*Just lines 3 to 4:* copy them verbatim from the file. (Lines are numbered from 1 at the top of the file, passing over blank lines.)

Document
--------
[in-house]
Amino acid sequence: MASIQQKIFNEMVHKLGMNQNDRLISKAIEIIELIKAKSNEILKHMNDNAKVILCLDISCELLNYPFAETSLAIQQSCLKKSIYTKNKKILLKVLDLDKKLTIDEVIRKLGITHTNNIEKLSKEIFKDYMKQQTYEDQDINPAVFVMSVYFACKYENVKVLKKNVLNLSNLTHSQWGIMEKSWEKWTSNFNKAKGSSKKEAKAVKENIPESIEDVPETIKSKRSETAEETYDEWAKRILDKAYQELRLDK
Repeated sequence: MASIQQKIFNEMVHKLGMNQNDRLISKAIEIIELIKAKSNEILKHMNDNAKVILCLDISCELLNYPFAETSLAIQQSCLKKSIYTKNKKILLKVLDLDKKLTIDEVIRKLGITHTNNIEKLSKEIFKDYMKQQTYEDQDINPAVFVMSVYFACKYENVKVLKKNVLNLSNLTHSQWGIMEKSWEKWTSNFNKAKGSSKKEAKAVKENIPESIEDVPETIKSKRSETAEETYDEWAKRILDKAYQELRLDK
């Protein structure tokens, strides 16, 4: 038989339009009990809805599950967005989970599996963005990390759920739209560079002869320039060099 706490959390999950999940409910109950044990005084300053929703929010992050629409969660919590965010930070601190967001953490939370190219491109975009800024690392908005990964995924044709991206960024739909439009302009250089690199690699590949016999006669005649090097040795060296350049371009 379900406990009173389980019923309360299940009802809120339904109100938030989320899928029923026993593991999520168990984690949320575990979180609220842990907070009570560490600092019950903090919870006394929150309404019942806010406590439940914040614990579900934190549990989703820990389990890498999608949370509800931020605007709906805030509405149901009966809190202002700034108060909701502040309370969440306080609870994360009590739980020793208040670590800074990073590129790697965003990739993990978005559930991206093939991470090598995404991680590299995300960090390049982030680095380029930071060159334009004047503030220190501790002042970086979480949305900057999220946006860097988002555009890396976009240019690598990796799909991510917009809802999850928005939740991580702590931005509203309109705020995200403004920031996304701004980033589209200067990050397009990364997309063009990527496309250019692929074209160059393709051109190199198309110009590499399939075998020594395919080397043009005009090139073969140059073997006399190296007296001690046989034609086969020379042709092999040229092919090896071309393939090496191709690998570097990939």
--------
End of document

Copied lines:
Repeated sequence: MASIQQKIFNEMVHKLGMNQNDRLISKAIEIIELIKAKSNEILKHMNDNAKVILCLDISCELLNYPFAETSLAIQQSCLKKSIYTKNKKILLKVLDLDKKLTIDEVIRKLGITHTNNIEKLSKEIFKDYMKQQTYEDQDINPAVFVMSVYFACKYENVKVLKKNVLNLSNLTHSQWGIMEKSWEKWTSNFNKAKGSSKKEAKAVKENIPESIEDVPETIKSKRSETAEETYDEWAKRILDKAYQELRLDK
């Protein structure tokens, strides 16, 4: 038989339009009990809805599950967005989970599996963005990390759920739209560079002869320039060099 706490959390999950999940409910109950044990005084300053929703929010992050629409969660919590965010930070601190967001953490939370190219491109975009800024690392908005990964995924044709991206960024739909439009302009250089690199690699590949016999006669005649090097040795060296350049371009 379900406990009173389980019923309360299940009802809120339904109100938030989320899928029923026993593991999520168990984690949320575990979180609220842990907070009570560490600092019950903090919870006394929150309404019942806010406590439940914040614990579900934190549990989703820990389990890498999608949370509800931020605007709906805030509405149901009966809190202002700034108060909701502040309370969440306080609870994360009590739980020793208040670590800074990073590129790697965003990739993990978005559930991206093939991470090598995404991680590299995300960090390049982030680095380029930071060159334009004047503030220190501790002042970086979480949305900057999220946006860097988002555009890396976009240019690598990796799909991510917009809802999850928005939740991580702590931005509203309109705020995200403004920031996304701004980033589209200067990050397009990364997309063009990527496309250019692929074209160059393709051109190199198309110009590499399939075998020594395919080397043009005009090139073969140059073997006399190296007296001690046989034609086969020379042709092999040229092919090896071309393939090496191709690998570097990939």